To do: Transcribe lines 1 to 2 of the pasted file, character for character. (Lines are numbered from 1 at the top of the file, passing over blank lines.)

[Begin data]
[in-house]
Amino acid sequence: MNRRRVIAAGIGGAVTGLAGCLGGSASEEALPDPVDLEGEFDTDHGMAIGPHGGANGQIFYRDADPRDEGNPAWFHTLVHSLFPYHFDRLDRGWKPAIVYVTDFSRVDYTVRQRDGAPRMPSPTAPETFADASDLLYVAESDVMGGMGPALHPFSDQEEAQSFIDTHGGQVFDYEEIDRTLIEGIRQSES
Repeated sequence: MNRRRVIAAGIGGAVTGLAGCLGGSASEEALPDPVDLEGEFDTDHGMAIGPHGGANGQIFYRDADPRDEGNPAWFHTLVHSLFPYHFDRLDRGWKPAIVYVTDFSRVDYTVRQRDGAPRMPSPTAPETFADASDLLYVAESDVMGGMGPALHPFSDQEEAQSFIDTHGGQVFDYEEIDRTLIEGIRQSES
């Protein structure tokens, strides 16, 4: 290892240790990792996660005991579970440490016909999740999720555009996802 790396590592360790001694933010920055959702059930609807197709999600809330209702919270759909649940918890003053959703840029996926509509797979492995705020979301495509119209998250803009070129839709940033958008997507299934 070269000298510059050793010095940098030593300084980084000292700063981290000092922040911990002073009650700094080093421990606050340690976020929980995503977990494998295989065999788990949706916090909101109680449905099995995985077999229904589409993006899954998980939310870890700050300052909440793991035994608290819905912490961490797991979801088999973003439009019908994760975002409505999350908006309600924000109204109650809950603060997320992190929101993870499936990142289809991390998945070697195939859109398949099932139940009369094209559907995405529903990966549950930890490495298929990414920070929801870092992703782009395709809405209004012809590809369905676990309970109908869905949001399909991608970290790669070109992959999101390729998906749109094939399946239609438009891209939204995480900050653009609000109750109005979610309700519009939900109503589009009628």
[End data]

[in-house]
Amino acid sequence: MNRRRVIAAGIGGAVTGLAGCLGGSASEEALPDPVDLEGEFDTDHGMAIGPHGGANGQIFYRDADPRDEGNPAWFHTLVHSLFPYHFDRLDRGWKPAIVYVTDFSRVDYTVRQRDGAPRMPSPTAPETFADASDLLYVAESDVMGGMGPALHPFSDQEEAQSFIDTHGGQVFDYEEIDRTLIEGIRQSES